R becomes S

R may stand for recession, and S stand for sovereign, but how much should we stand for? It may be as simple as ABC.

R becomes S

Colin Benjamin

Around the world we are seeing new players taking up the opportunity to shift the financial centres of power through alternative debt financing arrangements.

By the year’s end we can expect this shift to mean that companies that are in trouble may begin buying back their shares to keep investors on line.

The source of funds for this will come from superannuation funds, mutual funds, hedge funds and the sovereign wealth funds. The banks will be under massive pressure to restore their own liquidity as the R word is replaced with the even more frightening S word, sovereign.

Over the next month you can expect a string of stories about company executives being rewarded for their capacity to borrow huge sums from sovereign wealth funds to buy back shares and pay out discredited debt.

The new source of wealth for the few is to manage to get the princes and commissars of sovereign wealth funds to securitise and capitalise on the crisis that was generated by lax finance policies of hedge funds and financial institutions.

It is highly likely that we will see the steady downturn of the sharemarkets and rise in the bond markets until July as people are forced to write-off expansion and begin a systematic review of major customer relationships.

At the same time expect a major shift in the provision of funds for leveraged buy outs of companies as banks decide that cash flow and promises are no substitute for tangible assets.

Just look at the bank’s assurances that they really, really have a handle of the juicy bits of the retail property market.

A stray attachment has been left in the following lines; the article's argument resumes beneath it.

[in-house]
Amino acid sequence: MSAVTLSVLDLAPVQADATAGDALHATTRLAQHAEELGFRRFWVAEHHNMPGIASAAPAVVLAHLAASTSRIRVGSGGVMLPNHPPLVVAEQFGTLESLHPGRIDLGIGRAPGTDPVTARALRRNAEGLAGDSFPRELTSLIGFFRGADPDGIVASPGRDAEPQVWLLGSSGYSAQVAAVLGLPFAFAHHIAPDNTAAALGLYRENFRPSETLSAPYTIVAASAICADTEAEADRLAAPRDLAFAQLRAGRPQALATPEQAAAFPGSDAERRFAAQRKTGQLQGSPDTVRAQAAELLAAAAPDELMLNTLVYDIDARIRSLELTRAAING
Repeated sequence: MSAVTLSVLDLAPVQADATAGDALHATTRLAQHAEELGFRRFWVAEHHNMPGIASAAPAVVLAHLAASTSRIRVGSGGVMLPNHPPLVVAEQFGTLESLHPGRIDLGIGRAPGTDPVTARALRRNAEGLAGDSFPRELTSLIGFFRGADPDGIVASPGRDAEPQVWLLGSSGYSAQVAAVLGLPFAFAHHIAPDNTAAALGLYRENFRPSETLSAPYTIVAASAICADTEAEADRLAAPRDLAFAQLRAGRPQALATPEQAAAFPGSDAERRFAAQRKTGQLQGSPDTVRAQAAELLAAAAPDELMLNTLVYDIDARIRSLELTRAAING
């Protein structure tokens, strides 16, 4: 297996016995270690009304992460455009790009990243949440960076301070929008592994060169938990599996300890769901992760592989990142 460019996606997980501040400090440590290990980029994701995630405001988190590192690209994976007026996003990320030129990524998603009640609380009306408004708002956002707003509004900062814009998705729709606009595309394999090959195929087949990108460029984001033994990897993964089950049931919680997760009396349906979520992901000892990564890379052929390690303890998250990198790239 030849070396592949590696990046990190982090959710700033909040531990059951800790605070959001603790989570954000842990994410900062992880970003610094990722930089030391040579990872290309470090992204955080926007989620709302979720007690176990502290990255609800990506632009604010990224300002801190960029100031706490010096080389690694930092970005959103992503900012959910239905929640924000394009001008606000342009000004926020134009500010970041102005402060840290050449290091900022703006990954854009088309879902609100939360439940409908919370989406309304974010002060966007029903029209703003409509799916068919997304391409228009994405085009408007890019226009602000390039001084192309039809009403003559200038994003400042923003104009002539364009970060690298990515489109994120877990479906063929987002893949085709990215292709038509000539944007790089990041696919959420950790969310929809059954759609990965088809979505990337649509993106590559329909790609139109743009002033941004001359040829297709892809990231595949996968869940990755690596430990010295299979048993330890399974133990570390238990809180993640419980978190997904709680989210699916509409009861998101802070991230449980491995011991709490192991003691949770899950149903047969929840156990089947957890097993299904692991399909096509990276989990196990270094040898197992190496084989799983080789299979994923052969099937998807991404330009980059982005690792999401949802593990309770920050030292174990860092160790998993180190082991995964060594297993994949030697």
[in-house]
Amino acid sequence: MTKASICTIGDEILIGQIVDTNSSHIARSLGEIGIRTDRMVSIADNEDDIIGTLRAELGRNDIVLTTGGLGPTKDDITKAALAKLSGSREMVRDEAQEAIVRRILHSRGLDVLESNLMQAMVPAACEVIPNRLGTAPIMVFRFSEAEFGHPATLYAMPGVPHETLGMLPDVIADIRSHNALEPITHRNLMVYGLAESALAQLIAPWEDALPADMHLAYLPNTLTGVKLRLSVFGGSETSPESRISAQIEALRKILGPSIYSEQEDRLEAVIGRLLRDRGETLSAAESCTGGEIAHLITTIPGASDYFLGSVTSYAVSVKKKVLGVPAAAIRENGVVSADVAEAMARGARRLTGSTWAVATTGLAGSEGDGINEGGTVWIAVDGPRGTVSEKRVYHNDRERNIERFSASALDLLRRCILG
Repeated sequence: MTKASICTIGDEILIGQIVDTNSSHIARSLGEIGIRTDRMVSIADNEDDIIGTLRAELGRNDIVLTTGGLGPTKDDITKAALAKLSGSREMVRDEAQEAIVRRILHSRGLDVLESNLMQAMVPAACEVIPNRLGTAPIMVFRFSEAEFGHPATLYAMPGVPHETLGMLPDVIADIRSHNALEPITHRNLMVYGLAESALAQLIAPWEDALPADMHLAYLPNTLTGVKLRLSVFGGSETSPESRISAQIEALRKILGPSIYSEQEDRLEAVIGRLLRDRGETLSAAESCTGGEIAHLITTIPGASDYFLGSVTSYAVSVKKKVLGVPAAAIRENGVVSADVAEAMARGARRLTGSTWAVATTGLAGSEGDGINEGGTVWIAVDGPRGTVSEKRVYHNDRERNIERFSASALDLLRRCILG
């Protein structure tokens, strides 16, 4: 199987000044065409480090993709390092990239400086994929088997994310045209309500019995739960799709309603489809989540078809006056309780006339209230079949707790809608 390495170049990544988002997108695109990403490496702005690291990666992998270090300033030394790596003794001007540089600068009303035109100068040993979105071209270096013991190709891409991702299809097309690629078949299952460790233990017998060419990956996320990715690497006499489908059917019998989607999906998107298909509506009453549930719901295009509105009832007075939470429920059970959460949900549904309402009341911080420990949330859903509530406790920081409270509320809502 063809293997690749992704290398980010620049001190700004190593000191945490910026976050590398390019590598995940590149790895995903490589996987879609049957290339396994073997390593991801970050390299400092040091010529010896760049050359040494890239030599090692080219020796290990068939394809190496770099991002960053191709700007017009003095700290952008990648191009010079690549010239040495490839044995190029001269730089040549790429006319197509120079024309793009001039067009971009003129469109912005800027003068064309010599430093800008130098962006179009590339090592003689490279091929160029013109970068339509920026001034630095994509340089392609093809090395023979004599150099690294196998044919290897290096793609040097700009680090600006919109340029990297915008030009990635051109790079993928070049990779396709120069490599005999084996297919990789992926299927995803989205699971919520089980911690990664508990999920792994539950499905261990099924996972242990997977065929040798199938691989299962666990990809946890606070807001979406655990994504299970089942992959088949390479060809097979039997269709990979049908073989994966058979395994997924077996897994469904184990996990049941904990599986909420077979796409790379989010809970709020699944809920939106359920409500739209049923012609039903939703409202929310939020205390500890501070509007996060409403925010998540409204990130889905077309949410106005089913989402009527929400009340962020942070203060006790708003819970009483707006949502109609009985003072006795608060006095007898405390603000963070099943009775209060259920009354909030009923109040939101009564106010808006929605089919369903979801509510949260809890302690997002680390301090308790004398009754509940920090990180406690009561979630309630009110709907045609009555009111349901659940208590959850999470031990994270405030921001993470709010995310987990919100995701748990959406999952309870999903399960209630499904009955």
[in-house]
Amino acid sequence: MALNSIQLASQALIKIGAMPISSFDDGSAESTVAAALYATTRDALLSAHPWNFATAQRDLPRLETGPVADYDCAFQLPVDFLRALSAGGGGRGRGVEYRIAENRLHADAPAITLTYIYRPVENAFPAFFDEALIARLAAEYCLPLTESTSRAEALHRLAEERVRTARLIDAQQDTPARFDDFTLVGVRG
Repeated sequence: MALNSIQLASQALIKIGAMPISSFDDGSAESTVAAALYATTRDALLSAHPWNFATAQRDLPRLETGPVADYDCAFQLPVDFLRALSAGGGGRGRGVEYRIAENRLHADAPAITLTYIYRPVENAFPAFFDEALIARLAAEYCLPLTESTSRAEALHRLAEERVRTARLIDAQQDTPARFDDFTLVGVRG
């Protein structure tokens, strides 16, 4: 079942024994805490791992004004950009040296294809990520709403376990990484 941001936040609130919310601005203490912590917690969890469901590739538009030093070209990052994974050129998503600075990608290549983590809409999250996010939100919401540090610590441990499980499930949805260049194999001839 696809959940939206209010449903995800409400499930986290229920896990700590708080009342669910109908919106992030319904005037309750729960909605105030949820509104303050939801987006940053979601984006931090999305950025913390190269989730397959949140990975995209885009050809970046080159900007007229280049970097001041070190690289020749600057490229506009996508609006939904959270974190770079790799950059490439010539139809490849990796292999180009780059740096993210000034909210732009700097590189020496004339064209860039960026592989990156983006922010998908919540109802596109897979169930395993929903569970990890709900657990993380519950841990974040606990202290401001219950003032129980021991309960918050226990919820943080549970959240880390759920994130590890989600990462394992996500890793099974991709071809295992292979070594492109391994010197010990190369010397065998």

In the next three months it will become obvious that sovereign wealth funds will be moving into the investment market and signalling the end of the era of the Wall Street stutters which signalled a bad cold for the rest of the world.

Billions of dollars of impaired leveraged buy out debt that banks are still trying to sell are limiting their capacity to support SMEs that are trying to make the most of the current export expansion drive of the US (see the story “Private equity turns to sovereign funds” in the Financial Times).

All those happy folk who made money while the market slept by lending their shares to the money movers will be hunting back millions of dollars worth of stock.

That’s great for market volatility, and the exchanges which put out the line that shorting is a wonderful source of liquidity even if it has no other productive value.

Who records what stock has been lent by the very executives who are now looking for a new source of “windfall” returns at the end of the financial year on the assumption that more crises will continue to justify speculation on a further significant rate cut by Bernanke.

Watch out for early warning signals to set the point where all of this has begun to stagger into stagflation – parity of the dollar with the US dollar, oil consistently above $US100, gold consistently above $US1000 and executives being charged with insider trading as they take their payoffs for early retrenchment.

It’s as simple as ABC – the credit crunch is exposing the necessity to impose truth, trust and transparency rules on traders in their own company shares so that we all can get into the shorting market.

What is to stop owners selling off when things look glum and ending up with more of their company at the end of the week?


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